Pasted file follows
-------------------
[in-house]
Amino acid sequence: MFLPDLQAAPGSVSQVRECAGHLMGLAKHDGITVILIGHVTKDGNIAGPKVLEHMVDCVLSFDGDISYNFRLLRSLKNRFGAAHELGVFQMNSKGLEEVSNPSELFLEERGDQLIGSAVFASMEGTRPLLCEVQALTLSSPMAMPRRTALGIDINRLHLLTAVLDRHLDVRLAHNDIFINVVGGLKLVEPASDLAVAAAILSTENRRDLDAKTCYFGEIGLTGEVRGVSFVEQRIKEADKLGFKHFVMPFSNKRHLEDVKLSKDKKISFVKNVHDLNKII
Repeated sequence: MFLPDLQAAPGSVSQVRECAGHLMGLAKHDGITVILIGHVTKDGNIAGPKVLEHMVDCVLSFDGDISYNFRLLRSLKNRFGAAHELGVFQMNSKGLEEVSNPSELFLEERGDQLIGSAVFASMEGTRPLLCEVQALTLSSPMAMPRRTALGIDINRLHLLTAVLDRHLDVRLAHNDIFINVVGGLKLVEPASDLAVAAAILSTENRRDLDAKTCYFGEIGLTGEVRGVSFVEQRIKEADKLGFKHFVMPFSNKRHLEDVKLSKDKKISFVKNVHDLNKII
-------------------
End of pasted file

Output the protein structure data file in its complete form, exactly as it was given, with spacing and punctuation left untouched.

[in-house]
Amino acid sequence: MFLPDLQAAPGSVSQVRECAGHLMGLAKHDGITVILIGHVTKDGNIAGPKVLEHMVDCVLSFDGDISYNFRLLRSLKNRFGAAHELGVFQMNSKGLEEVSNPSELFLEERGDQLIGSAVFASMEGTRPLLCEVQALTLSSPMAMPRRTALGIDINRLHLLTAVLDRHLDVRLAHNDIFINVVGGLKLVEPASDLAVAAAILSTENRRDLDAKTCYFGEIGLTGEVRGVSFVEQRIKEADKLGFKHFVMPFSNKRHLEDVKLSKDKKISFVKNVHDLNKII
Repeated sequence: MFLPDLQAAPGSVSQVRECAGHLMGLAKHDGITVILIGHVTKDGNIAGPKVLEHMVDCVLSFDGDISYNFRLLRSLKNRFGAAHELGVFQMNSKGLEEVSNPSELFLEERGDQLIGSAVFASMEGTRPLLCEVQALTLSSPMAMPRRTALGIDINRLHLLTAVLDRHLDVRLAHNDIFINVVGGLKLVEPASDLAVAAAILSTENRRDLDAKTCYFGEIGLTGEVRGVSFVEQRIKEADKLGFKHFVMPFSNKRHLEDVKLSKDKKISFVKNVHDLNKII